Guest blogger Daniel Hoffman is from Reisterstown, Maryland and attends the University of Maryland. He is a member of the U.S. National Paralympic Soccer team.
Growing up, a lot of people I came in contact with asked me what it’s like to live with a disability. My response was always the same – “ I don’t know.” Having had one-sided cerebral palsy since birth, I don’t know what life is like without it. That may sound weird, but I’m so used to holding all glasses with my left hand and giving weak handshakes with my right that it has just merged into part of my identity.
What is the best advice I can give with people living with a disability who are trying to improve in athletics? Wipe it out of your mind that you have one until you can’t get any better than the task without it. Growing up, I played soccer, and it would be pretty easy for me to say I’m not good at it because I’m disabled. Instead, I focused on individual aspects of the game and practiced. No matter how bad your disability, there is always potential. There’s always the ability that even though you may not be the best in your class or on your team, you can be better on a Friday than you were on the Monday of that week. Eventually, after enough Fridays, you have to look at yourself and ask, did I improve? For me, the question was could I pass with my weak foot? This took me about half a year to get down, but after I got it, I felt like I’d won the Olympics.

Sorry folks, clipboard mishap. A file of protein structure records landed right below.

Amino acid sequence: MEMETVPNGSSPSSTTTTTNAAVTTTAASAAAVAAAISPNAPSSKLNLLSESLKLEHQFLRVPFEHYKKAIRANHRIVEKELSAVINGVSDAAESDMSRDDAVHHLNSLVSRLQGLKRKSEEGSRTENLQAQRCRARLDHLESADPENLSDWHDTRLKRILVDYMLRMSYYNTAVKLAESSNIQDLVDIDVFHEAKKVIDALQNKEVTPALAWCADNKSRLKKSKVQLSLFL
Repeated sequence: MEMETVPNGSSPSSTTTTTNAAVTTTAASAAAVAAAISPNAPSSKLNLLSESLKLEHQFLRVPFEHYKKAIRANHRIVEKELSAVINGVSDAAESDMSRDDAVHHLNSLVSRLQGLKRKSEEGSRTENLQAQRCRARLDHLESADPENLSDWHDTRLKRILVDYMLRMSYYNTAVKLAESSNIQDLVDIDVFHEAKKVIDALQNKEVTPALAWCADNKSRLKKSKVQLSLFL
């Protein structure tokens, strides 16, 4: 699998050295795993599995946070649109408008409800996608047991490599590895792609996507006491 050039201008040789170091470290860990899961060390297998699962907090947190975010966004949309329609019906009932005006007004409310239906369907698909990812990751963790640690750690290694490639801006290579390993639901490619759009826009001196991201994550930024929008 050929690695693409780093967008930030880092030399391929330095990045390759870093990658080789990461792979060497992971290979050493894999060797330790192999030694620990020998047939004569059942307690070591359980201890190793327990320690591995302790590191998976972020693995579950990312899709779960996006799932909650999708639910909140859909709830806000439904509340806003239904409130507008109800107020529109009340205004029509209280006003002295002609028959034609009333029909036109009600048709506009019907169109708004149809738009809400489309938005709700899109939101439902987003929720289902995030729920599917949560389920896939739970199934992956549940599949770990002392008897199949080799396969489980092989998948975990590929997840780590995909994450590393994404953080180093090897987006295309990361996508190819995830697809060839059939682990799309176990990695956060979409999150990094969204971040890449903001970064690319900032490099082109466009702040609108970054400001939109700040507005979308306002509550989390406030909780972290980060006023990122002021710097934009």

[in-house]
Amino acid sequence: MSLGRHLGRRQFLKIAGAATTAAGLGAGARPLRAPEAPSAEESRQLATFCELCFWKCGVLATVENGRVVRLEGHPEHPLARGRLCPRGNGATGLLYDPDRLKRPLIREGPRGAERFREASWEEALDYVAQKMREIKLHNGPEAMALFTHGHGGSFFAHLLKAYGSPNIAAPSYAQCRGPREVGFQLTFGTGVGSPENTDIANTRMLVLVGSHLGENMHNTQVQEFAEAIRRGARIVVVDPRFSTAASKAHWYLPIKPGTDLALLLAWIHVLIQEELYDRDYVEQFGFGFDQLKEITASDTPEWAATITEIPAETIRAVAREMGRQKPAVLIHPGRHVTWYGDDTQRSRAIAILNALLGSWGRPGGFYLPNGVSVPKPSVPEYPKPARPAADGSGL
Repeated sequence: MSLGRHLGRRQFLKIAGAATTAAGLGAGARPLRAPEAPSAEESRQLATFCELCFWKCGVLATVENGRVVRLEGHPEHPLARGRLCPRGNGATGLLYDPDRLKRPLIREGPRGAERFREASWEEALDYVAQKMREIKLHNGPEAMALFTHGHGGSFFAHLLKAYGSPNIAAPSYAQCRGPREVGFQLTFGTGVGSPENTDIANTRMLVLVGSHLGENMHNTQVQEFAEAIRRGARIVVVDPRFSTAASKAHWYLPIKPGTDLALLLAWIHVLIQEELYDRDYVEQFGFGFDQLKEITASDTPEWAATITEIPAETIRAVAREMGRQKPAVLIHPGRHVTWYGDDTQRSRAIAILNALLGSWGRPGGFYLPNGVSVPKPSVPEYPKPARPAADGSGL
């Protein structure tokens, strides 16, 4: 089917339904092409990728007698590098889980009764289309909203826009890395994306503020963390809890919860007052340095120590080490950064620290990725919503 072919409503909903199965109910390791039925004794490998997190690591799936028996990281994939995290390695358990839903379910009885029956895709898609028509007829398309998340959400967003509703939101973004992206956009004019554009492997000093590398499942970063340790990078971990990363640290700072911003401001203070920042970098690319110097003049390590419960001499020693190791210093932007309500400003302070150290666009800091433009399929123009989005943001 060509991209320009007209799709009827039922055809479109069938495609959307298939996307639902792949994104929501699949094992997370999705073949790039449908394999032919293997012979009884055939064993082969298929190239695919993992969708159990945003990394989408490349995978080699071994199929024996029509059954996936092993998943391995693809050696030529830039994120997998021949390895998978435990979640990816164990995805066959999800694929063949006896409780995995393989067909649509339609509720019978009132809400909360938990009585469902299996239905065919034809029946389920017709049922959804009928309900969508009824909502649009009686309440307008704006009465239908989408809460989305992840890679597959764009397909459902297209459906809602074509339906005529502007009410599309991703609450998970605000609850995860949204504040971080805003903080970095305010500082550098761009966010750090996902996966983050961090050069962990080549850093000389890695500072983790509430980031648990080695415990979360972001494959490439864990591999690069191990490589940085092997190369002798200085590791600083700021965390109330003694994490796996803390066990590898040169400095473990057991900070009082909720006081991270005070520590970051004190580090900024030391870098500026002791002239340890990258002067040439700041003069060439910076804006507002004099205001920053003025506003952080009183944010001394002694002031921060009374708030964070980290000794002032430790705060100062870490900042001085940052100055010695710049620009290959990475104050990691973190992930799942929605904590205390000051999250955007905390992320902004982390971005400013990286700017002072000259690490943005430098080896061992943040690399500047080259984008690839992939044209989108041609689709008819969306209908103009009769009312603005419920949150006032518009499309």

The biggest mistake you can make is comparing yourself to someone who is not disabled. Your success measures must be internal. Your disability individualizes you. Everyone has a different level of disability, just as everyone has a certain level of natural talent. There may be a part of you that says “I look awkward, or I don’t appear symmetrical.” Compared to the general population that may be true, but you’ve got to think if that voice is really important. Whenever I wear a short sleeve shirt, I think of how one of my arms bends and the other is straight. I look at art and television and realize that no one there is like me. Whenever I squat, my form looks incorrect, but it’s as close to correct as I can get it. Often, when I lift at a gym where I’m not a regular, a trainer will try to correct me and I’ll have to go into a long speech about how I am doing it right. This can get annoying, but it’s just something you’ve got to deal with.
Finally, a key point to remember is that there is a whole disabled community out there rooting for you. Unlike other communities, they may not be in close proximity, but they are there. This past summer I have been fortunate enough to join the U.S. Paralympic National Soccer Team. Through it, I realize, that there were people growing up in all parts of the country who had similar struggles as my own. We were able to joke about our shared experiences and have a good laugh. In reflection, the struggles related to my disability make me feel more accomplished than I would have if I didn’t have CP. There’s a competitive hunger in me to be more athletic than the general population that gets me going. If I didn’t have that, Id probably be a couch potato.